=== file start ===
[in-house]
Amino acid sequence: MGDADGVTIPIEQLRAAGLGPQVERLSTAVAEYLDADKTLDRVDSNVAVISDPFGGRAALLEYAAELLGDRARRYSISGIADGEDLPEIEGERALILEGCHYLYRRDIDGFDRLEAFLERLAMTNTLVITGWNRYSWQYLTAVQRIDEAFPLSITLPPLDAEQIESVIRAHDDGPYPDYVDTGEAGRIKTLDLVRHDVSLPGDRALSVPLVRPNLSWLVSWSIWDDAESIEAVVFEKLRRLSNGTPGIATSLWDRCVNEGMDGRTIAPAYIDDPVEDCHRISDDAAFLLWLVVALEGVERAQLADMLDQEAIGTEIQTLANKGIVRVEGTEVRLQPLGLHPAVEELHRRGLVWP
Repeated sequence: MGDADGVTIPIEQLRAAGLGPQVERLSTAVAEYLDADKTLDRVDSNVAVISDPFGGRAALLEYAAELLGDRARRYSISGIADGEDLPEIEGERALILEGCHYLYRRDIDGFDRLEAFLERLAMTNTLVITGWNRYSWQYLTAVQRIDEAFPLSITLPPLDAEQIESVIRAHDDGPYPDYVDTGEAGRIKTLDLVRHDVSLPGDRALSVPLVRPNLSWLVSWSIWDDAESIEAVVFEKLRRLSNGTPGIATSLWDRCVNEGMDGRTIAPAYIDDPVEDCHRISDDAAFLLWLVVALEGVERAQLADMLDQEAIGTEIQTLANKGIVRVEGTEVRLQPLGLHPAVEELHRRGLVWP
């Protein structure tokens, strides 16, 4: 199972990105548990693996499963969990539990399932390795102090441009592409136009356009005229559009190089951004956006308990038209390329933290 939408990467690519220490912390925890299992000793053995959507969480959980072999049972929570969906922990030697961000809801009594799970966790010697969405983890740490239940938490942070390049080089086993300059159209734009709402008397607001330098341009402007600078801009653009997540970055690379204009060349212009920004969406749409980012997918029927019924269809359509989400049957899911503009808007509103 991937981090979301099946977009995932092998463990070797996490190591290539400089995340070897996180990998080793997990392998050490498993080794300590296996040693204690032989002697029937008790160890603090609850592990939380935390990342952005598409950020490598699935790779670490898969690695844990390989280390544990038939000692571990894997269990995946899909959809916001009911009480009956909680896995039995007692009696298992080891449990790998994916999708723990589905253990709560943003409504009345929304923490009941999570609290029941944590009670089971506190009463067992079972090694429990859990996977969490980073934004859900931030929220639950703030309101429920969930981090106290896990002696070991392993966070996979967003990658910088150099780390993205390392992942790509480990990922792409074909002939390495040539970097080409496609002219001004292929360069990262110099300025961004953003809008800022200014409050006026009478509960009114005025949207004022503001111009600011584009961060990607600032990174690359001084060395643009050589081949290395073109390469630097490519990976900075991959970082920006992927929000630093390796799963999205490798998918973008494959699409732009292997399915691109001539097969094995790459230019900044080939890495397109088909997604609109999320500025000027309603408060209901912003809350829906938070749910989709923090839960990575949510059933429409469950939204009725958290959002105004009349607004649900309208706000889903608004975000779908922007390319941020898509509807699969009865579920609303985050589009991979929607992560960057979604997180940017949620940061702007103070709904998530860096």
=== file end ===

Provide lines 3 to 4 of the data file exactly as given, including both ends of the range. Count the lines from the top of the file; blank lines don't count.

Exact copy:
Repeated sequence: MGDADGVTIPIEQLRAAGLGPQVERLSTAVAEYLDADKTLDRVDSNVAVISDPFGGRAALLEYAAELLGDRARRYSISGIADGEDLPEIEGERALILEGCHYLYRRDIDGFDRLEAFLERLAMTNTLVITGWNRYSWQYLTAVQRIDEAFPLSITLPPLDAEQIESVIRAHDDGPYPDYVDTGEAGRIKTLDLVRHDVSLPGDRALSVPLVRPNLSWLVSWSIWDDAESIEAVVFEKLRRLSNGTPGIATSLWDRCVNEGMDGRTIAPAYIDDPVEDCHRISDDAAFLLWLVVALEGVERAQLADMLDQEAIGTEIQTLANKGIVRVEGTEVRLQPLGLHPAVEELHRRGLVWP
């Protein structure tokens, strides 16, 4: 199972990105548990693996499963969990539990399932390795102090441009592409136009356009005229559009190089951004956006308990038209390329933290 939408990467690519220490912390925890299992000793053995959507969480959980072999049972929570969906922990030697961000809801009594799970966790010697969405983890740490239940938490942070390049080089086993300059159209734009709402008397607001330098341009402007600078801009653009997540970055690379204009060349212009920004969406749409980012997918029927019924269809359509989400049957899911503009808007509103 991937981090979301099946977009995932092998463990070797996490190591290539400089995340070897996180990998080793997990392998050490498993080794300590296996040693204690032989002697029937008790160890603090609850592990939380935390990342952005598409950020490598699935790779670490898969690695844990390989280390544990038939000692571990894997269990995946899909959809916001009911009480009956909680896995039995007692009696298992080891449990790998994916999708723990589905253990709560943003409504009345929304923490009941999570609290029941944590009670089971506190009463067992079972090694429990859990996977969490980073934004859900931030929220639950703030309101429920969930981090106290896990002696070991392993966070996979967003990658910088150099780390993205390392992942790509480990990922792409074909002939390495040539970097080409496609002219001004292929360069990262110099300025961004953003809008800022200014409050006026009478509960009114005025949207004022503001111009600011584009961060990607600032990174690359001084060395643009050589081949290395073109390469630097490519990976900075991959970082920006992927929000630093390796799963999205490798998918973008494959699409732009292997399915691109001539097969094995790459230019900044080939890495397109088909997604609109999320500025000027309603408060209901912003809350829906938070749910989709923090839960990575949510059933429409469950939204009725958290959002105004009349607004649900309208706000889903608004975000779908922007390319941020898509509807699969009865579920609303985050589009991979929607992560960057979604997180940017949620940061702007103070709904998530860096």